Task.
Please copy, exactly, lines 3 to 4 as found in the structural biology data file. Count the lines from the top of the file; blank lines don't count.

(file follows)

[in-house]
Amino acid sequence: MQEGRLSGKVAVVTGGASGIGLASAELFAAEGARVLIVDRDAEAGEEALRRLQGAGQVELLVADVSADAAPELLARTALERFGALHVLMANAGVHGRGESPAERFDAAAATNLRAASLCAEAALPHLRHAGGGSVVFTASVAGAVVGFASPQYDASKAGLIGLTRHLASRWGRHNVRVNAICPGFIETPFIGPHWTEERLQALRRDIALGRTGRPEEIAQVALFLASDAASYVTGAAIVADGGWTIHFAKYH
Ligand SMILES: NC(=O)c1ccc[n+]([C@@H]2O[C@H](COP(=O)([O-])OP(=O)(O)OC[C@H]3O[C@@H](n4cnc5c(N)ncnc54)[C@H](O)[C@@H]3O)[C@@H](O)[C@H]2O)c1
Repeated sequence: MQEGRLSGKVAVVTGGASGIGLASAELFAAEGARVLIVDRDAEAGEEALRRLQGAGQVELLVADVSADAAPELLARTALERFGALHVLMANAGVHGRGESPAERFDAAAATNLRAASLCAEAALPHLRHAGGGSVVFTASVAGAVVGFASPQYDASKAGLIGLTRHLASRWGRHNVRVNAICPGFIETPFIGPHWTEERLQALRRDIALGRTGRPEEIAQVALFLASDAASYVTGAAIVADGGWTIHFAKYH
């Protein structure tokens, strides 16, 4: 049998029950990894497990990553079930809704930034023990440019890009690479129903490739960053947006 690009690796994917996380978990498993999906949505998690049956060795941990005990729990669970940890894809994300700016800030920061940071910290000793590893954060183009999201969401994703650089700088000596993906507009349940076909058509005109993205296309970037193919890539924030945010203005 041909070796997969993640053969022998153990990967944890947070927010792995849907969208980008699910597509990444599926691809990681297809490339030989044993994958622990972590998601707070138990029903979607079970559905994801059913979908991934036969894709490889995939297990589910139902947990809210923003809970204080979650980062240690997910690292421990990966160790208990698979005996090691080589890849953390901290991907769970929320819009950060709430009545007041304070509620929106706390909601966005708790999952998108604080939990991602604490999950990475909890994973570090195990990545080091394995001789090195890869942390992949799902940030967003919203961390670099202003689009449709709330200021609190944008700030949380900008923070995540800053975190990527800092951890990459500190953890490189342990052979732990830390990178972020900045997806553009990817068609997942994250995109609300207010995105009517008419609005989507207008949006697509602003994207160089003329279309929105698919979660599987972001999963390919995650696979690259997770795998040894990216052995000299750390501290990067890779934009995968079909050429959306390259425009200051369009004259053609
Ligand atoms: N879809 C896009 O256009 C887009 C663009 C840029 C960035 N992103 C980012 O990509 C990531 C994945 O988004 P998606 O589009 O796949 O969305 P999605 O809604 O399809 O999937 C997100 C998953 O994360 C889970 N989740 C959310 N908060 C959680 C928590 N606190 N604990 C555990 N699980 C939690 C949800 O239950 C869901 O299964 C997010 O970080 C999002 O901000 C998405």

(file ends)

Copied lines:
Ligand SMILES: NC(=O)c1ccc[n+]([C@@H]2O[C@H](COP(=O)([O-])OP(=O)(O)OC[C@H]3O[C@@H](n4cnc5c(N)ncnc54)[C@H](O)[C@@H]3O)[C@@H](O)[C@H]2O)c1
Repeated sequence: MQEGRLSGKVAVVTGGASGIGLASAELFAAEGARVLIVDRDAEAGEEALRRLQGAGQVELLVADVSADAAPELLARTALERFGALHVLMANAGVHGRGESPAERFDAAAATNLRAASLCAEAALPHLRHAGGGSVVFTASVAGAVVGFASPQYDASKAGLIGLTRHLASRWGRHNVRVNAICPGFIETPFIGPHWTEERLQALRRDIALGRTGRPEEIAQVALFLASDAASYVTGAAIVADGGWTIHFAKYH